Today I continue the blog series titled Following folktales around the world! If you would like to know what the series is all about, you can find the introduction post here. You can find all posts here, or you can follow the series on Facebook!

The Last Storytellers
Tales from the heart of Morocco
Richard Hamilton
I. B. Tauris, 2011.

Richard Hamilton collected thirty-seven folktales between 2006 and 2009 on the Jemaa el Fna, the famous market of Marrakesh, where the five tellers of these tales were among the last who still make (or used to make) a living from telling stories to a live audience. The translations are not verbatim, and Hamilton admits to occasionally embellishing the language of the stories, but they are close to the originals. This is not a folklore publication by a long shot, so it lacks notes, but it is a very enjoyable read, and has a long and detailed Introduction to the circumstances of collection, Moroccan storytelling tradition, and the tellers themselves.


I have always loved the Mute Princess story, and this book has a fascinating version of it, titled The gazelle with the golden horns. In it, the Sultan's third son, born from a black slave mother, succeeds in making the princess talk. He spends his life partying until one day four fairies attend his party and help him with a story; the guy cleans up, wins the princess, and becomes a great ruler. Another beautiful story also had a black hero: the tale of El-Ghaliya Bent Mansour started and ended with golden apples, and in-between the hero was helped by djinn, magic horses, fling carpets, and all the trappings of wonder tales to win the hand of a princess who lived underground.
Seven coins and a donkey was a fun story about three women who decided to punish a shopkeeper because he hated women and kept yelling after them. They managed to trick him three times so thoroughly that he almost ended up in jail, but they fixed things in the end, and he left Morocco deeply ashamed of himself. Crisis was also solved by women in The nobleman and his three sons, where a villain sold his soul to the Devil to turn handsome, and have the ability to curse the three young man into birds, and take their inheritance. The wife of the youngest son figured out the evil plan, and managed to break the curse. Some women, however, were less likable: The heroine of One hundred and one beheadings killed 101 of her suitors in duel, before she took a liking to one.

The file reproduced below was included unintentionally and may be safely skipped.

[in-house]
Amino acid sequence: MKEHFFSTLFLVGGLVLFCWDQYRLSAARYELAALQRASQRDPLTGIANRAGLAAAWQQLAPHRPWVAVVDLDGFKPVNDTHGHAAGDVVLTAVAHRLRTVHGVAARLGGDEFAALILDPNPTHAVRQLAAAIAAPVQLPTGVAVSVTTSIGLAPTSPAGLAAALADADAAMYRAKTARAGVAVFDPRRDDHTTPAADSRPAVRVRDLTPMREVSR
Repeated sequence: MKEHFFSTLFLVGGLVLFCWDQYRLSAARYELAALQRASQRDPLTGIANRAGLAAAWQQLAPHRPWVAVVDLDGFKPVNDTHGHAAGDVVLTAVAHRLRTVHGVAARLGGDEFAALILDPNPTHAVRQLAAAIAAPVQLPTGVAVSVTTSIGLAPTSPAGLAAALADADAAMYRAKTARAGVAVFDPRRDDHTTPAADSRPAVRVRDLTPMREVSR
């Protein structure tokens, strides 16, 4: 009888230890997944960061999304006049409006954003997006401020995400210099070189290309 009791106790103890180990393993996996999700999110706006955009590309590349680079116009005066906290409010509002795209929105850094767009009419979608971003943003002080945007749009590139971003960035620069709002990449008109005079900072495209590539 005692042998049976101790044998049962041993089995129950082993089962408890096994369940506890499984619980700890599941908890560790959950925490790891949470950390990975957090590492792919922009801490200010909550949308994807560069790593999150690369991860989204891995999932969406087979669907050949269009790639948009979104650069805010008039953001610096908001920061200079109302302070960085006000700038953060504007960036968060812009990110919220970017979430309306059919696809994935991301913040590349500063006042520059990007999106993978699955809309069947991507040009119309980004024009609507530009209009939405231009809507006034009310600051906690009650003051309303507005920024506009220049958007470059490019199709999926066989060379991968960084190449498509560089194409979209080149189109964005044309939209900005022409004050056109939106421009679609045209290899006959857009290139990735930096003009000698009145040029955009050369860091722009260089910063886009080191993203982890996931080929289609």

Since we are now in Africa, wisdom tales abounded in this book. In The trials of Nouraddine, a wise sultan figured out a way to make a corrupt judge return money a poor man left in his care. Basically, the sultan gave a whole lot more money to the judge to keep, so the next time Nouraddine made a fuss about his small sum, the judge gave it back out of annoyance. And then was jailed by the sultan in the treasure room.
The legend of Suleiman, the stork, and the City of Gold was simply beautiful; it told of how King Suleiman died in the moment he gazed upon the hidden City of Gold, and no one ever find that place again. There was also a story about How the Sahara was born: The first time a man told a lie, God promised to place a grain of sand on the earth, but people didn't listen, and the Sahara has been expanding ever since...


I was very happy to find a parallel to my favorite Sicilian Cinderella story, in which the girl sneaks into the king's garden to steal things. However, this one took an unexpected turn when she won the sultan's heart by revealing hos his wife had been cheating on him with a slave. Nour and the Sultan did marry in the end. Another, more traditional Cinderella story ended on a dark note when Aicha Rmada ordered her evil stepsister to be chopped into pieces, and fed to the stepmother.
The story of the Red Lantern was a classic tale in which a poor man wandered into a kingdom where glass was unknown; he sold his one lantern for a high price and return home rich. His greedy brother set out with a watch to the same kingdom, and his rare gift was rewarded with the king's most prozed possession - the red lantern. There was also a Moroccan version of The Hunchback and the Fairies; here, instead of the days of the week, the good man sang good ingredients for the couscous made by the djinn, and the bad man sang about bad ones.
Many of the wisdom tales were familiar. The king and his minister learned that there is something good in every bad thing; in The fakir and the frog, good advice saved a person's life; in The land and the treasure, a man made his lazy sons dig up the garden by hinting that he'd buried treasure in it. In The woman and the devil, a woman proved that she is smarter and more wicked than the Devil, and even trapped him in the end.
I have read versions of The imam and the wager from Bosnia and Ethiopia before; it's the story where someone wagers that they would survive a cold night on top of a tower, but then they also have to prove that distant fire did not warm them. The laundryman and the fountain was similar to Greek tales where someone finds the fountain of their luck, and see it is barely dripping. The tale of the wife who is locked in, but still manages to escape with the neighbor (under The eyes of Ben'Adi) was familiar from the USA, among other places. I have also encountered The shoemaker and the bird before; it's the tale type where one has to eat a certain part of a magic bird to gain magical powers of wealth. A related tale type about a princess cheating a hero out of all his magical possessions (Fortunatus type) was represented by The sultan's daughter and the leper. In a variant of Grimm's Queen Bee, The traveler and the pasha's daughter, the hero, after finally winning the princess with the help of grateful animals, insisted on paying reparations to the families of the suitors who died before him.

Where to next?